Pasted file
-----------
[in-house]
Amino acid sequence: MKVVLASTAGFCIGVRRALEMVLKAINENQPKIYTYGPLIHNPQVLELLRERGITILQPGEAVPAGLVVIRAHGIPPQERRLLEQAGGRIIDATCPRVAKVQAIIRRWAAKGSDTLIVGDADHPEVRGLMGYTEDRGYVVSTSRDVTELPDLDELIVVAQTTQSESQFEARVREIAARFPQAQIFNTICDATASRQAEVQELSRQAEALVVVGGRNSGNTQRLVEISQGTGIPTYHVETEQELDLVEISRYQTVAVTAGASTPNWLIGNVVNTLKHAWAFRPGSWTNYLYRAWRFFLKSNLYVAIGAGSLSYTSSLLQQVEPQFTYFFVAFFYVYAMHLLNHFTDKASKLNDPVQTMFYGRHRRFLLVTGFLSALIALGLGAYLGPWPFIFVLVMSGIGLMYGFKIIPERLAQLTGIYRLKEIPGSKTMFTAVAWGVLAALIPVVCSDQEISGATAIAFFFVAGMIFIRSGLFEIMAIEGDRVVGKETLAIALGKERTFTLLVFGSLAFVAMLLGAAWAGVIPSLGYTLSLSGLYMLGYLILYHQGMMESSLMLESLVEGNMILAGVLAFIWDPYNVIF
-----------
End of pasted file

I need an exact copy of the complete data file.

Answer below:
[in-house]
Amino acid sequence: MKVVLASTAGFCIGVRRALEMVLKAINENQPKIYTYGPLIHNPQVLELLRERGITILQPGEAVPAGLVVIRAHGIPPQERRLLEQAGGRIIDATCPRVAKVQAIIRRWAAKGSDTLIVGDADHPEVRGLMGYTEDRGYVVSTSRDVTELPDLDELIVVAQTTQSESQFEARVREIAARFPQAQIFNTICDATASRQAEVQELSRQAEALVVVGGRNSGNTQRLVEISQGTGIPTYHVETEQELDLVEISRYQTVAVTAGASTPNWLIGNVVNTLKHAWAFRPGSWTNYLYRAWRFFLKSNLYVAIGAGSLSYTSSLLQQVEPQFTYFFVAFFYVYAMHLLNHFTDKASKLNDPVQTMFYGRHRRFLLVTGFLSALIALGLGAYLGPWPFIFVLVMSGIGLMYGFKIIPERLAQLTGIYRLKEIPGSKTMFTAVAWGVLAALIPVVCSDQEISGATAIAFFFVAGMIFIRSGLFEIMAIEGDRVVGKETLAIALGKERTFTLLVFGSLAFVAMLLGAAWAGVIPSLGYTLSLSGLYMLGYLILYHQGMMESSLMLESLVEGNMILAGVLAFIWDPYNVIF